Thursday, January 02, 2014

2014: The Year I Will Be Bold

So last summer I was at the Urban Bush Women Summer Leadership Institute Alumni Convening. It was a four-day gathering of truly amazing dancer/organizers who had come together to refresh skills and (re)inspire one another. One morning, one of the company members/organizers was leading us in creating a cypher. She happened to be next to me in the circle of almost 50 people, and turned to me with a big smile and asked if I would be the first to enter.

I said no.

I was immediately ashamed for not accepting her genuine invitation. But I still couldn't bring myself to enter the cypher. How could I, when in the company of such greatness? What did I have to offer? How could my dance begin to compare? I was overcome with shyness and embarrassment and lack of self-confidence.

I did eventually enter and dance, though I have no memory of what I did. But that "no" stayed with me. I wanted more than anything to take it back, to be able to unreservedly say yes, to take a risk and be ok with however it worked out.

Therefore, in 2014 I resolve to:


despite fear or panic or reluctance or laziness or fatigue or lack of resources or the cop in the head. 

(And remember, it's not doing away with fear but acting in the face of it.) 

(And while I'm at it, how about reinterpreting anxiety or fear as excitement?)

This includes running my first marathon and turning in the manuscript of my first book, things that both involve regular and repeated action (despite fear or panic or reluctance or laziness or fatigue or lack of resources or the cop in the head).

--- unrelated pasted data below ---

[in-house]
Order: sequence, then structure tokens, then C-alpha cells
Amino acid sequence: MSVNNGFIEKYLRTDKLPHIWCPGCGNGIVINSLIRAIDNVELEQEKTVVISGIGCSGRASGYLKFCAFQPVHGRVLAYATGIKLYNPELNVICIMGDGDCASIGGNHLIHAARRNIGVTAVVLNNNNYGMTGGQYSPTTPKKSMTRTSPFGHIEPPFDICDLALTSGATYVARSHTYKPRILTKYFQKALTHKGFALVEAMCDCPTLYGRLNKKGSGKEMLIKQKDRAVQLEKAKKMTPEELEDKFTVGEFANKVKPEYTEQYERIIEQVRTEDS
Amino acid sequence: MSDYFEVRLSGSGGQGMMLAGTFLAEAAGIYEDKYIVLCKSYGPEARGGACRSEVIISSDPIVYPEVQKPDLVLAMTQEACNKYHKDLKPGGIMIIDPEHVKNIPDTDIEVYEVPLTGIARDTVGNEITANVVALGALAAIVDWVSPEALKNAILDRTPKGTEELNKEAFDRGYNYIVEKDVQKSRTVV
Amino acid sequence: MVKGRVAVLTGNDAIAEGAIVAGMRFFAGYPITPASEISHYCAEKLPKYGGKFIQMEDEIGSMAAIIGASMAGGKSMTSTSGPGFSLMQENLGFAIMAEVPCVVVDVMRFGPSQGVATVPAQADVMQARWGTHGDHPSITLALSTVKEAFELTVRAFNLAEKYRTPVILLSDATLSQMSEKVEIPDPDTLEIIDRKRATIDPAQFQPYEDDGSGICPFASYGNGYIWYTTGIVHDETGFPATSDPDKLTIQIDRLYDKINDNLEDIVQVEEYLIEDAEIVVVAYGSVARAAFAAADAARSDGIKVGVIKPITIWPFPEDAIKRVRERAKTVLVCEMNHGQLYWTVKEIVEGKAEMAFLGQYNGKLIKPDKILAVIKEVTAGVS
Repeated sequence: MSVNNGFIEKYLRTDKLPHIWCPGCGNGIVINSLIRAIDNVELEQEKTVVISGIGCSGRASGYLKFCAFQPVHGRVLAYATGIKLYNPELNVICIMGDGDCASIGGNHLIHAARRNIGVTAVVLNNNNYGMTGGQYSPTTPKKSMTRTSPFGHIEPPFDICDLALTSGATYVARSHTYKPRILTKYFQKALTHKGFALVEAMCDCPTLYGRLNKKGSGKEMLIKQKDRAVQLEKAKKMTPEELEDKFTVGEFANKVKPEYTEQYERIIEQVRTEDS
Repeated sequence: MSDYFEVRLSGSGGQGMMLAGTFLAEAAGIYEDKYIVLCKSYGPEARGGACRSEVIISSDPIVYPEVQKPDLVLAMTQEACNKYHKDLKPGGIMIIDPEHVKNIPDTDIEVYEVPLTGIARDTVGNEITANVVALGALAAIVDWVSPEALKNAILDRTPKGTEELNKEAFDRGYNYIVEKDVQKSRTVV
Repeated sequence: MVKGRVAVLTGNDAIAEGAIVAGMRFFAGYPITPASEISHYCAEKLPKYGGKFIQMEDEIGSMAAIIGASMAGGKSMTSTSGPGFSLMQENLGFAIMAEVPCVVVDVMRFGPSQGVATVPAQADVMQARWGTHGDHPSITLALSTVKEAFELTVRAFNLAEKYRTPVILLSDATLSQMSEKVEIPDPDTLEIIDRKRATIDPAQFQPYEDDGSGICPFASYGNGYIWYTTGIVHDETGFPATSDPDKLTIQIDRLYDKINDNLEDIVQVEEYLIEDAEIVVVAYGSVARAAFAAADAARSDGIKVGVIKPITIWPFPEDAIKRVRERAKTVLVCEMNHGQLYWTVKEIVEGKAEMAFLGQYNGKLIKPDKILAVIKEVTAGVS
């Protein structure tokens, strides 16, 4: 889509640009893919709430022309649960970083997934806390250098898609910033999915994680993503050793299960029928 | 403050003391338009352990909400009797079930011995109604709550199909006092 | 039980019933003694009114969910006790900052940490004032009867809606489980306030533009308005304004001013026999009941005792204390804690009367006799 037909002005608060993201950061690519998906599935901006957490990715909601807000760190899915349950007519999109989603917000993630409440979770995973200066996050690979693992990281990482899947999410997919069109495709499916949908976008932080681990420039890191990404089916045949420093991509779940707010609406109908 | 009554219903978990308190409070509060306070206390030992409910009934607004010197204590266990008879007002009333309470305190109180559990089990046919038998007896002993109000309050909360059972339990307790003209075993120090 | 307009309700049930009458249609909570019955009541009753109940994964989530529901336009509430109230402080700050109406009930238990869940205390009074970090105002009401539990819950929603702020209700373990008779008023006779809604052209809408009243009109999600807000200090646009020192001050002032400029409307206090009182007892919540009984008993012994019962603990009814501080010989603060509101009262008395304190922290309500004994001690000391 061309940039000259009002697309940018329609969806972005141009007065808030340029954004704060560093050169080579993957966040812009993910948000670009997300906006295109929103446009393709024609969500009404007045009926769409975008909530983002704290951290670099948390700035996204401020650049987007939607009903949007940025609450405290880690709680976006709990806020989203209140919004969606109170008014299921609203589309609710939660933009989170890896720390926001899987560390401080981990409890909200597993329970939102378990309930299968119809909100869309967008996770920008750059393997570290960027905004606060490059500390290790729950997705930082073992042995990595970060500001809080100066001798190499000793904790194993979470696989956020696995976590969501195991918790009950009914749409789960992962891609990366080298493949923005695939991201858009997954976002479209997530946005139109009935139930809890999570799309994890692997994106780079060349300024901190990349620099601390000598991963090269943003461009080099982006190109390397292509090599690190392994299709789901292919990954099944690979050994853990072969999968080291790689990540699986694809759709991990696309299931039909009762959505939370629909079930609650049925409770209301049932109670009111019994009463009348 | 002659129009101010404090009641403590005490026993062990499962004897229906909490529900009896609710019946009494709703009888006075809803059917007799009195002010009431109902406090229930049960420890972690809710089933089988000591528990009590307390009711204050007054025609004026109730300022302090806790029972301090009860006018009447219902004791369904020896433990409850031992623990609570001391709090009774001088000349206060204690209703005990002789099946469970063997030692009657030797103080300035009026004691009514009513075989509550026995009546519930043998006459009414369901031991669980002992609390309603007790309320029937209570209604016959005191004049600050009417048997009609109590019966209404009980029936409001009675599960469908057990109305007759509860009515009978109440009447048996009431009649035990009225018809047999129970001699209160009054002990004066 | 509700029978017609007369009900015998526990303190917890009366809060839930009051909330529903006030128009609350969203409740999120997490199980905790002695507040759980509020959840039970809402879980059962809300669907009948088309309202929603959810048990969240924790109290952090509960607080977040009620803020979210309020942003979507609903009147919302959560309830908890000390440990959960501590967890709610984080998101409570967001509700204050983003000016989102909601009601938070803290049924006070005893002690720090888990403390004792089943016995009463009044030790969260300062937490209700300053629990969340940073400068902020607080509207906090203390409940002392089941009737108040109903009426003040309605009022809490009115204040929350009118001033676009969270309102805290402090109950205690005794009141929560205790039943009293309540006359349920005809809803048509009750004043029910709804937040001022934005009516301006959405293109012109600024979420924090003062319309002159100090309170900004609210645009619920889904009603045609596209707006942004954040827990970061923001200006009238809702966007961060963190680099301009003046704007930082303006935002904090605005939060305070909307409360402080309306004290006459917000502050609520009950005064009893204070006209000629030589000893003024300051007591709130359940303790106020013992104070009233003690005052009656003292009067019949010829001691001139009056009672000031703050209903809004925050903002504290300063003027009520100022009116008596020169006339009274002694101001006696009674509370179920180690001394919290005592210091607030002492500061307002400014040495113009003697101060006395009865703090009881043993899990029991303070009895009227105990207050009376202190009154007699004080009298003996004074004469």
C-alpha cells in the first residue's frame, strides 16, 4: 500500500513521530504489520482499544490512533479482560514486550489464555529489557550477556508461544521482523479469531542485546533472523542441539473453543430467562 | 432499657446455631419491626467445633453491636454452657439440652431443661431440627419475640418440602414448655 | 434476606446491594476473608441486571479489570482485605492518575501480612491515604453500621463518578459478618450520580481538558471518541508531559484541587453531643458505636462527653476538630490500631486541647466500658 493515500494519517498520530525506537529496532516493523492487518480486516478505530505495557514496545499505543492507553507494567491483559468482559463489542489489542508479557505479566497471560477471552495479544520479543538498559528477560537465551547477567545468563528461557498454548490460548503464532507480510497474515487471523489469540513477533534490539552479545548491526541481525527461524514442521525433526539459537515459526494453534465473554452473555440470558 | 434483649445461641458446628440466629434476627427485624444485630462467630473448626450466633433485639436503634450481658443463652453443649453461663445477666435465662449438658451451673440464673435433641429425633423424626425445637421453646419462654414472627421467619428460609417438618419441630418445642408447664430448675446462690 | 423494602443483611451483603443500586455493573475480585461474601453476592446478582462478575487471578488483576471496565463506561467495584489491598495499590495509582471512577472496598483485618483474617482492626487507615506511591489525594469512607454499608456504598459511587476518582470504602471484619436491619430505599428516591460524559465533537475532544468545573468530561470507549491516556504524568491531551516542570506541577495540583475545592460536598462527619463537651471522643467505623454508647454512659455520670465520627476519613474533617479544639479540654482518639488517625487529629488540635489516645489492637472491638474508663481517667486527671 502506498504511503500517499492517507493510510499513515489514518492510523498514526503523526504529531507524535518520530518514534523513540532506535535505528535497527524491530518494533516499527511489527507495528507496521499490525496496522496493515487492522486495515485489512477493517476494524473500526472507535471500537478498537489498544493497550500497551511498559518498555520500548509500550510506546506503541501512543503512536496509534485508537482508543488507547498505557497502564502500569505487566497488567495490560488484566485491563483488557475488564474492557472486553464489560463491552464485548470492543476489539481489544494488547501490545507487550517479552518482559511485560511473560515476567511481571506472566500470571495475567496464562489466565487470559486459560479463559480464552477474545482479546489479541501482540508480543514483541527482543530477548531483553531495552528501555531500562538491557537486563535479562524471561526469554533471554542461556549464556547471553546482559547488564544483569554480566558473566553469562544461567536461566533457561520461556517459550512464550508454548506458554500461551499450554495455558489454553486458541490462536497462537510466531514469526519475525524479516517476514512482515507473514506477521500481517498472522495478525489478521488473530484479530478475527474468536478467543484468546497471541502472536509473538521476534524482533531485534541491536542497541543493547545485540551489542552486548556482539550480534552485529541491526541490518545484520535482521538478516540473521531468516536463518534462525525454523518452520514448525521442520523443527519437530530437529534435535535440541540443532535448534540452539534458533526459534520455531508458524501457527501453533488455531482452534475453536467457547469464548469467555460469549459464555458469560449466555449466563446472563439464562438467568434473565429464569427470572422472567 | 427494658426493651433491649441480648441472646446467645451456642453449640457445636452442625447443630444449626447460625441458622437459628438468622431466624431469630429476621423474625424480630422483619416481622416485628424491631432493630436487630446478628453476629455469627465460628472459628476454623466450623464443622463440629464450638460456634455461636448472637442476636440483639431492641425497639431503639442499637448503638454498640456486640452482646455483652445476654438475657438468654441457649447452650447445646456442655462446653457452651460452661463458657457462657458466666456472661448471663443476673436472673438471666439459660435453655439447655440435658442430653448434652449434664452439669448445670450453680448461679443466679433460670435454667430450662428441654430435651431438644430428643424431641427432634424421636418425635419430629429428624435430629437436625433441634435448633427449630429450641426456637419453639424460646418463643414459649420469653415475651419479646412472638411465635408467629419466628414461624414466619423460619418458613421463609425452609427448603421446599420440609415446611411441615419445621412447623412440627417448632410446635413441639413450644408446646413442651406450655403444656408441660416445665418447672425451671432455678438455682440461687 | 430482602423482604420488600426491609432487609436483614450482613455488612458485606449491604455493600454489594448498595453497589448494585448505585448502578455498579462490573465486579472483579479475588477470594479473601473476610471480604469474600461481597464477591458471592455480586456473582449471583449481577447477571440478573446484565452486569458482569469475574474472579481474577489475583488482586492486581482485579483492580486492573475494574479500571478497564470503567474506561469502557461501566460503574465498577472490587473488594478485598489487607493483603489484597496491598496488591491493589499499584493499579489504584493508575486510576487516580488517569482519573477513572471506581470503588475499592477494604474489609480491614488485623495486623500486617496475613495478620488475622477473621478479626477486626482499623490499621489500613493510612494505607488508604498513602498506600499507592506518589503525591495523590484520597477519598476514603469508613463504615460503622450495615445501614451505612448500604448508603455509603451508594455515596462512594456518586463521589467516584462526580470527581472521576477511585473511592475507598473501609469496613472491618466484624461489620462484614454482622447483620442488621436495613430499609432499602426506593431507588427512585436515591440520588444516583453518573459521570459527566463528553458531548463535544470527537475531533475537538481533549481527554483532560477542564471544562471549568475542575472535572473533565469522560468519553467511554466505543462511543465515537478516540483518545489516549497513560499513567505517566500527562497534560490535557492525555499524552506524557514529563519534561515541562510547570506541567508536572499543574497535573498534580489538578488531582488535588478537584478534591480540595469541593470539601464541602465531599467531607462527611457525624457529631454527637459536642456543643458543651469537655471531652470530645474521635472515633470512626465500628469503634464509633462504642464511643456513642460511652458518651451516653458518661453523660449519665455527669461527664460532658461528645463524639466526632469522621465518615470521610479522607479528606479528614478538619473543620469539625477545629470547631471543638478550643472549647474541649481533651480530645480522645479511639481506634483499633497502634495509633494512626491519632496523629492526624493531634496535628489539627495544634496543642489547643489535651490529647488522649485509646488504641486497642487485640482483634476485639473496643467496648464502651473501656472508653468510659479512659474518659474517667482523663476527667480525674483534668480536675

Because sometimes being bold takes planning and persistence.

I also resolve to say, "YES, AND..."

This involves paying attention so as to take advantage of surprising opportunities that may lead me to do things that I might not normally do (because of fear or panic or reluctance or laziness or fatigue or lack of resources or the cop in the head).

Because sometimes being bold requires spontaneity and discomfort and being willing to accept things however they turn out.

Finally, I resolve to make time for the things that make life worth living.

This means doing more of the things I love (despite fear or panic or reluctance or laziness or fatigue or lack of resources or the cop in the head), like seeing more movies and live music and art. Discovering new places. Making art. 

And perhaps most importantly, this means cultivating exciting and rewarding relationships. The long term ones and the brand new ones. With people in the next room and in the surrounding square mile and thousands of miles away. And this means shifting priorities. And remembering that things things shouldn't be put off until next month or next year. 

If it's important, I need to be bold, say yes, and make it happen.

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